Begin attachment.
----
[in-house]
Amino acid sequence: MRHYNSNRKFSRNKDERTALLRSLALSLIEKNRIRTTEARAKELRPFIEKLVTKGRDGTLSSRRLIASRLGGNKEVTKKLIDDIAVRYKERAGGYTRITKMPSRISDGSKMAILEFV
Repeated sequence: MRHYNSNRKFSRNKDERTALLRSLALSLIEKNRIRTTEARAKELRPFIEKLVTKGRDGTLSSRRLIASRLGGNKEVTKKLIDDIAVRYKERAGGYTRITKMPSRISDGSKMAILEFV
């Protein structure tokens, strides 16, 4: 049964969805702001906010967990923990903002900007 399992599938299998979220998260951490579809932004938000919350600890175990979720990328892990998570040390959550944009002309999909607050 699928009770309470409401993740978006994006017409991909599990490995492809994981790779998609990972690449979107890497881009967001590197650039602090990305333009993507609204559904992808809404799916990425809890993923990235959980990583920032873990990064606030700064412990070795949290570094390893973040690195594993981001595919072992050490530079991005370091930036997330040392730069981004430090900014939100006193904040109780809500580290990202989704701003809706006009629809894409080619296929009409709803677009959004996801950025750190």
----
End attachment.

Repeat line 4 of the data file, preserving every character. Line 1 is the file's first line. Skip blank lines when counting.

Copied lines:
């Protein structure tokens, strides 16, 4: 049964969805702001906010967990923990903002900007 399992599938299998979220998260951490579809932004938000919350600890175990979720990328892990998570040390959550944009002309999909607050 699928009770309470409401993740978006994006017409991909599990490995492809994981790779998609990972690449979107890497881009967001590197650039602090990305333009993507609204559904992808809404799916990425809890993923990235959980990583920032873990990064606030700064412990070795949290570094390893973040690195594993981001595919072992050490530079991005370091930036997330040392730069981004430090900014939100006193904040109780809500580290990202989704701003809706006009629809894409080619296929009409709803677009959004996801950025750190």